No doubt it would eliminate much of the demand for her product. Who fucking cares. If she wishes to donate money to charity, she could surely part with some of her existing and undeniably vast fortune. It's not as if she's not making money from officially licensed merchandise, movie residuals, and God-knows-what-else.
The complaint repeatedly stresses that Rowling has not "authorized" such a work, though whether such authorization is even necessary will certainly be one of the key points in the case. The Lexicon is stuffed with plot summaries, maps, and the sort of minutely detailed timelines you'd expect from such an endeavor. It's a huge treasure trove of information of Harry Potter characters and the world they inhabit.
In other words, Rowling wants to deny the publisher of the aforementioned blog the right to profit from his own work in putting together plot summaries, maps, timelines, etc. A pertinent further quote:
I think she should be thankful that her amusing hackery is even getting the same recognition as LOTR or Narnia.
Thank you Judy. I like reading the Potter series. They're entertaining, despite Rowling's often hackneyed plotting (does every book need to end with one character explaining the big mystery in one dialogue or flashback scene? She even does this in Deathly Hallows.) and the increasingly annoying behaviour of one Mr. Harry Potter.

But as literary works they certainly fall short, and they are far from the best fantasy around, even among youth-oriented fantasy (I haven't read Susan Cooper's Dark Is Rising series for well over a decade, but the images and characters have amazing staying power. Wonderful books - just avoid the recent movie adaptation.)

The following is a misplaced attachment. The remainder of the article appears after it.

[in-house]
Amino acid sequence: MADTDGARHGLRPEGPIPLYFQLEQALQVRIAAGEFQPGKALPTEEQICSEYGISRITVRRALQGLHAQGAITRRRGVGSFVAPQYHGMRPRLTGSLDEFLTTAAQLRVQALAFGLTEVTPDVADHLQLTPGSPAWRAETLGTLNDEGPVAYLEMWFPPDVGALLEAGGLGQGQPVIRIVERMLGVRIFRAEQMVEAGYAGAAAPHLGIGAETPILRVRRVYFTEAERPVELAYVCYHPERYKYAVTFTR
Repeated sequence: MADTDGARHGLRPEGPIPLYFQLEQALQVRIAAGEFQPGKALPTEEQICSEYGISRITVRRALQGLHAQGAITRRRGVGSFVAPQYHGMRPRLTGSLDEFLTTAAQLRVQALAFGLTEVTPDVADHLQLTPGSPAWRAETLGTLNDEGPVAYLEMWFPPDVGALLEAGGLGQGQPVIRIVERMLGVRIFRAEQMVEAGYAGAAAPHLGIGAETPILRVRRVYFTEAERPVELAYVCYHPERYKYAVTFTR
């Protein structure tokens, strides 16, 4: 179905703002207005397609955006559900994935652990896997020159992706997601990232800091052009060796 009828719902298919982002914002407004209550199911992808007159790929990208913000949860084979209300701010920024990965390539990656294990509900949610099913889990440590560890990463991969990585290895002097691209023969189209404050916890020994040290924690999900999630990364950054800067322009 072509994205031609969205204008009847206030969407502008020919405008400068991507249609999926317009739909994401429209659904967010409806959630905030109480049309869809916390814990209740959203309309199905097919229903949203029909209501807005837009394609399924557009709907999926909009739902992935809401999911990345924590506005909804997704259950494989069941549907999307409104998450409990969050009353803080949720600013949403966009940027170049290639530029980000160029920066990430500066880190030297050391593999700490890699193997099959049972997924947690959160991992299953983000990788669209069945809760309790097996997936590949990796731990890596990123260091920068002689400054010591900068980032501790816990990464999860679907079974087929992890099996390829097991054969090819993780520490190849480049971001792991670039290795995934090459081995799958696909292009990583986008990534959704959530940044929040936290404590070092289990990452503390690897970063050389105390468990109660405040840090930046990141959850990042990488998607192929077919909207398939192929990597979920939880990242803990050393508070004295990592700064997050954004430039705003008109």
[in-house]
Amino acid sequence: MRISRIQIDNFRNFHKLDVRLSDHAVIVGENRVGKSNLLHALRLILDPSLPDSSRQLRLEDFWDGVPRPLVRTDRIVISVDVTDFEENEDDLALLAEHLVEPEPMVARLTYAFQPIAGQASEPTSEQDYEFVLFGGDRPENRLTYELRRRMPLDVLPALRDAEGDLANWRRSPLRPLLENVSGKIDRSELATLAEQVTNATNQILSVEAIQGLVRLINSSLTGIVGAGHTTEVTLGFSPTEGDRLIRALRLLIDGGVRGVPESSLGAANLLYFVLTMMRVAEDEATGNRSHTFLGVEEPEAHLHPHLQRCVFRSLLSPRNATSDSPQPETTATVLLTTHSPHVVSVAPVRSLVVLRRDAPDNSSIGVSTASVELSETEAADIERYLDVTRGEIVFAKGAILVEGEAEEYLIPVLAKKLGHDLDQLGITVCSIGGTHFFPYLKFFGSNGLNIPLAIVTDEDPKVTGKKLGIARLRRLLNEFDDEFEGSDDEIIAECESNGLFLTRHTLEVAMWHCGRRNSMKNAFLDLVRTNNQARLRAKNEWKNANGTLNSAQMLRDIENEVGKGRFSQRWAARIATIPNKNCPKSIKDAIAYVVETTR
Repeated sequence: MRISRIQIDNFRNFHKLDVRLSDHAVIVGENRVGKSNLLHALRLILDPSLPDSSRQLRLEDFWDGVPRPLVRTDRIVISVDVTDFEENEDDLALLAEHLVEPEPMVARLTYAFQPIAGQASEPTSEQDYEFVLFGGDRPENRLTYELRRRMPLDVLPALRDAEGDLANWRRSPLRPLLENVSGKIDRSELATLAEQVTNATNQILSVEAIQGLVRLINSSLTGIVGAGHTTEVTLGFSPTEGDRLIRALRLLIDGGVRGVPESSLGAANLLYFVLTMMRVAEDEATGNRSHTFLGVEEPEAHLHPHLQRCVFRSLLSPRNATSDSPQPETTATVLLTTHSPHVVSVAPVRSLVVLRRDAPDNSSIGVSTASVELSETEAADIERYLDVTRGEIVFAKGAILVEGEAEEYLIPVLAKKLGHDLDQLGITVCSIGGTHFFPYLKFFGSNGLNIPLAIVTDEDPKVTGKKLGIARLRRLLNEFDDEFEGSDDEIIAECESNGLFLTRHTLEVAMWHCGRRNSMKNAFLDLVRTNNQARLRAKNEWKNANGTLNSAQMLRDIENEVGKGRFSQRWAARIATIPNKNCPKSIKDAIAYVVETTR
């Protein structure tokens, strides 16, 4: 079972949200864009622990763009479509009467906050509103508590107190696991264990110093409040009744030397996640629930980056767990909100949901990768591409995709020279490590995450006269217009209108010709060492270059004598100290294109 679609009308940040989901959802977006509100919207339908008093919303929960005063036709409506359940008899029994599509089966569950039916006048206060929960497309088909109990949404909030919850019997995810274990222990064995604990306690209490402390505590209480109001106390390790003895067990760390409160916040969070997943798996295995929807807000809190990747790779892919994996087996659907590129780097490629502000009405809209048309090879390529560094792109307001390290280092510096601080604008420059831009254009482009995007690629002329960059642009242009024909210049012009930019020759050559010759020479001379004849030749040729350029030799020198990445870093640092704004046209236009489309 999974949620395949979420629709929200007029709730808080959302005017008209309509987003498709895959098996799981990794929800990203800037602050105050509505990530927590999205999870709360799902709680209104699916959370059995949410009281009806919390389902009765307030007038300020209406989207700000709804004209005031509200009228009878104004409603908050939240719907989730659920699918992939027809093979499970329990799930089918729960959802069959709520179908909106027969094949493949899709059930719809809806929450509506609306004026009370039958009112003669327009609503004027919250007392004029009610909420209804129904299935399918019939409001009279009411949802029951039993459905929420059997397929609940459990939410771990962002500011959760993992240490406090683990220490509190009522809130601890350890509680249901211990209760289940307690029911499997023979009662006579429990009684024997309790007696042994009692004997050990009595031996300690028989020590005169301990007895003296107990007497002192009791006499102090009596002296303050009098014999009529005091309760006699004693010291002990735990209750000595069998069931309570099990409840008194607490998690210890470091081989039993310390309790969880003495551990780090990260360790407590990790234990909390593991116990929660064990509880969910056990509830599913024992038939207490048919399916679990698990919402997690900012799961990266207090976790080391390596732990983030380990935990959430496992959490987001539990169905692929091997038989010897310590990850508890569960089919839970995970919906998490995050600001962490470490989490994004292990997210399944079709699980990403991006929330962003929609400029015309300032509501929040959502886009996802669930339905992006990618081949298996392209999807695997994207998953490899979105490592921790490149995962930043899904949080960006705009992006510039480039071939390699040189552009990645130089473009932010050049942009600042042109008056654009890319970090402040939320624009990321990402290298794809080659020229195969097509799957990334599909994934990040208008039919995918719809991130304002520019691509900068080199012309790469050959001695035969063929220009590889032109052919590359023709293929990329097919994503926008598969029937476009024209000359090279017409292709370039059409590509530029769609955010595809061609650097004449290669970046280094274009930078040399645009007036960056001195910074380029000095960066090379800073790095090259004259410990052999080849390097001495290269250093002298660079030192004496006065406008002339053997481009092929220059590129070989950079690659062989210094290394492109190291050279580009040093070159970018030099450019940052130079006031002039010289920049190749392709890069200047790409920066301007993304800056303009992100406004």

So what's next for Rowling? Suing authors who want to use the Philosopher's Stone as a MacGuffin in their stories? Ludicrous.


As I may have mentioned, I am taking Chinese (Mandarin) classes. In the spirit of Judy's Korean posts, I will attempt to review what I have learned here. With any luck, I'll be able to figure out the pinyin (the formal romanization) rendering in HTML, but we'll see. For now, it suffices to know that there are four emphasized tones in Chinese, a high even tone (1), a rising tone (2), a "reverse" tone which drops and then goes back up even higher (3), and a falling tone (4). There is also a "neutral" tone which takes no emphasis. It takes some time to get used to these tones, but fortunately I'm past having to recite the pinyin table repeatedly (think reciting syllables repeatedly at each tone - boring). So, here's a quick lesson of how to say hello to someone:

Ni(3) hao(3).

This simply means "hello" or "hi". It literally means, "you are well", but the appropriate way to respond would be simply to repeat the phrase. On the other hand, if you say,

Ni(3) hao(3) ma?

Literally, "how are you?". When someone says this, you should actually respond. If you're doing well, you'd say, "I'm well", or

Wo(3) hao(3).

Or you've doing very well, you'd say,

Wo(3) hen(3) hao(3).

At this point, you should ask how the other person is doing,